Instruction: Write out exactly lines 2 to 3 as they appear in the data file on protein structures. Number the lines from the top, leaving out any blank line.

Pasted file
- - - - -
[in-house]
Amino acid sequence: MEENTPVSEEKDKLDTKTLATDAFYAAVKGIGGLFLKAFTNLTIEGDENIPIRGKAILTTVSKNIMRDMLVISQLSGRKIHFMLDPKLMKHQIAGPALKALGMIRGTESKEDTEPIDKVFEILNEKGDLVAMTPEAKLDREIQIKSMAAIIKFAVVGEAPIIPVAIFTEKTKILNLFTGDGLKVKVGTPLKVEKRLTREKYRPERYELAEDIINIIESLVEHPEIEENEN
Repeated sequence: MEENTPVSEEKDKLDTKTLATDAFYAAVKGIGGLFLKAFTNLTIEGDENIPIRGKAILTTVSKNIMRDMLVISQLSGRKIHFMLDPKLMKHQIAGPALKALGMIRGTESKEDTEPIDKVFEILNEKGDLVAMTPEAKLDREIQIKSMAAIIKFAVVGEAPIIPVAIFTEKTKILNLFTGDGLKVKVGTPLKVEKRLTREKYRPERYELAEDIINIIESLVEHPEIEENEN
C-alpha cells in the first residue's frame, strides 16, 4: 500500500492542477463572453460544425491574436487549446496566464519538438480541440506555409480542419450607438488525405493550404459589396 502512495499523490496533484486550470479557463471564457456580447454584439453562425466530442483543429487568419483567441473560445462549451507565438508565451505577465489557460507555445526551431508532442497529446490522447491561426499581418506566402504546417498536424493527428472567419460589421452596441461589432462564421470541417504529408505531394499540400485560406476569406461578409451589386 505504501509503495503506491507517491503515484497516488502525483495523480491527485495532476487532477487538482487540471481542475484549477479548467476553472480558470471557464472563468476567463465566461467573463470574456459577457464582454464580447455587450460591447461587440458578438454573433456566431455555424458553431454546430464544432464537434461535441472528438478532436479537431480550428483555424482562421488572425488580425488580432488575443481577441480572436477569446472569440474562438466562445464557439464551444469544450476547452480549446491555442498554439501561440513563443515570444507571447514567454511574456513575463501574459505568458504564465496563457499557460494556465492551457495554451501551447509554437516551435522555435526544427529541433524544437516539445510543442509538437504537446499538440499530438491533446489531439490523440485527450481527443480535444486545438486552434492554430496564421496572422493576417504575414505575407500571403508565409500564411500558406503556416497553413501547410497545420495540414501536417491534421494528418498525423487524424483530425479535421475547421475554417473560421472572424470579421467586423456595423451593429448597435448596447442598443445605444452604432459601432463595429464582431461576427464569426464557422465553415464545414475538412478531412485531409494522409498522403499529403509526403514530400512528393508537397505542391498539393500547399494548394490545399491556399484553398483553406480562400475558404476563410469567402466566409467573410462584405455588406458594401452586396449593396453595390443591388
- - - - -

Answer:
Amino acid sequence: MEENTPVSEEKDKLDTKTLATDAFYAAVKGIGGLFLKAFTNLTIEGDENIPIRGKAILTTVSKNIMRDMLVISQLSGRKIHFMLDPKLMKHQIAGPALKALGMIRGTESKEDTEPIDKVFEILNEKGDLVAMTPEAKLDREIQIKSMAAIIKFAVVGEAPIIPVAIFTEKTKILNLFTGDGLKVKVGTPLKVEKRLTREKYRPERYELAEDIINIIESLVEHPEIEENEN
Repeated sequence: MEENTPVSEEKDKLDTKTLATDAFYAAVKGIGGLFLKAFTNLTIEGDENIPIRGKAILTTVSKNIMRDMLVISQLSGRKIHFMLDPKLMKHQIAGPALKALGMIRGTESKEDTEPIDKVFEILNEKGDLVAMTPEAKLDREIQIKSMAAIIKFAVVGEAPIIPVAIFTEKTKILNLFTGDGLKVKVGTPLKVEKRLTREKYRPERYELAEDIINIIESLVEHPEIEENEN